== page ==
LWOP sentences for nonviolent crimes are plagued by racial disparities
There is a staggering racial disparity in life-without-parole sentencing for nonviolent offenses. Blacks are disproportionately represented in the nationwide prison and jail population, but the disparities are even worse among those serving life without parole, and worse still among those serving the sentence for a nonviolent crime. A Living Death also offers the first racial breakdown of the population serving life without parole for nonviolent offenses nationwide: we estimate based on data we received from the federal government and several states, and on our own surveys of people serving life without parole for nonviolent offenses, that 65% of them are Black, 18% white, and 16% Latino, and the disparity is worse in some states.
We can take a smarter, fairer, and more humane approach
As striking as they are, the numbers documented in this report underrepresent the true number of people who will die in prison after being convicted of a nonviolent crime in this country. The thousands of people noted above do not include the substantial number of prisoners who will die behind bars after being convicted of a crime classified as “violent” (such as a conviction for assault after a bar fight), nor do the numbers include “de facto” LWOP sentences that exceed the convicted person’s natural lifespan, such as a sentence of 350 years for a series of nonviolent drug sales. Although less-violent and de facto LWOP cases fall outside of the scope of this report, they remain a troubling manifestation of extreme sentencing policies in this country.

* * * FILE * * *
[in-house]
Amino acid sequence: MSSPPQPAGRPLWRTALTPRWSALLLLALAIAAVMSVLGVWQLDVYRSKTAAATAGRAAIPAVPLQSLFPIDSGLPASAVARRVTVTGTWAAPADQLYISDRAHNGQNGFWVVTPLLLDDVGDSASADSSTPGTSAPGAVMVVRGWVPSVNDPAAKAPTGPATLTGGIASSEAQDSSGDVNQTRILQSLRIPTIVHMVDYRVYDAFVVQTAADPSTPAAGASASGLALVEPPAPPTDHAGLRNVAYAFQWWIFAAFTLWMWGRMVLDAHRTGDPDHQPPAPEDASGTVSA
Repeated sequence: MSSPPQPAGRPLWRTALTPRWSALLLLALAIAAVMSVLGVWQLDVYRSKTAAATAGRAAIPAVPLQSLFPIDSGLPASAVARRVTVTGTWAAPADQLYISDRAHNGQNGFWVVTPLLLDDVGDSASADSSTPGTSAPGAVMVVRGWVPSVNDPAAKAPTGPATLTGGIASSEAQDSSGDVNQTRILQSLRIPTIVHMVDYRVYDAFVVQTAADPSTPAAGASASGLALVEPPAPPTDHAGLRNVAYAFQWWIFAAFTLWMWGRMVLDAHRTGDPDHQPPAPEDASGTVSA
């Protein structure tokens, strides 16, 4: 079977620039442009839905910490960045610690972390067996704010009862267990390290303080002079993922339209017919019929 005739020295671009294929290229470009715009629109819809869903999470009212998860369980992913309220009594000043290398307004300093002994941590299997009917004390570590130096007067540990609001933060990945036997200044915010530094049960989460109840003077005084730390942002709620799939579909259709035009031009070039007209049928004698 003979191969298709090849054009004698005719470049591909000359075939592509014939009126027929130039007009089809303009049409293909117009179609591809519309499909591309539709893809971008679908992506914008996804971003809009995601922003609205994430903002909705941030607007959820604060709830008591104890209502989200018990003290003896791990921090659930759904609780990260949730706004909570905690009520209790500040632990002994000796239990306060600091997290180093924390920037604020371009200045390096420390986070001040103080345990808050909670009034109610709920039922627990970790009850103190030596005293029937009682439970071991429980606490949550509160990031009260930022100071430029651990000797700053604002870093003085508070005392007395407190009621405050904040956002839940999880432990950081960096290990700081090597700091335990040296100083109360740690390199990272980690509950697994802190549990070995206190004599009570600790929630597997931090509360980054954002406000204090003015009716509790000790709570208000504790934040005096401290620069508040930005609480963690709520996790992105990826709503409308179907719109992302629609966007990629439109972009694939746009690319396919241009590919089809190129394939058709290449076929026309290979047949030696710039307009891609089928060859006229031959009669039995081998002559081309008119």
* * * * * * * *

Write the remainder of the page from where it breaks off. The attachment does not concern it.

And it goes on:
Many of the nonviolent crimes for which these prisoners are serving life without parole would be more appropriately addressed either outside the criminal justice system altogether or with significantly shorter prison terms.
It’s time to get rid of our extreme sentencing laws, particularly those that lead to life without parole sentences for nonviolent offenses. To start, Congress and state legislatures should repeal all laws that result in sentences of life without parole for nonviolent offenses. President Obama and state governors should use their executive clemency powers to reduce the sentences of people serving life without parole for nonviolent offenses. Help us fight extreme sentences by signing this petition.
Media coverage of the report so far included Huffington Post (it was on the front page), The Guardian, Mother Jones, Business Insider, McClatchy, Salon,The Economist, Gawker, Think Progress, and much more. Stay tuned for additional coverage in the coming days including a major NYT column. Ads (image, attached) featuring photographs of six prisoners profiled in A Living Death will appear in (print and digital) national outlets such as Jet, The Nation,The New York Times, USA Today, and The Washington Post. We also posted “11 Seriously WTF Reasons You Can Be Put Behind Bars FOR LIFE” to our BuzzFeed Community page.
Learn more and read the complete report at www.aclu.org/livingdeath.
A Living Death is a co-production of the ACLU’s Human Rights Program (HRP) and the ACLU’s Center for Justice. Jennifer Turner, Human Rights Researcher with HRP is the report’s author.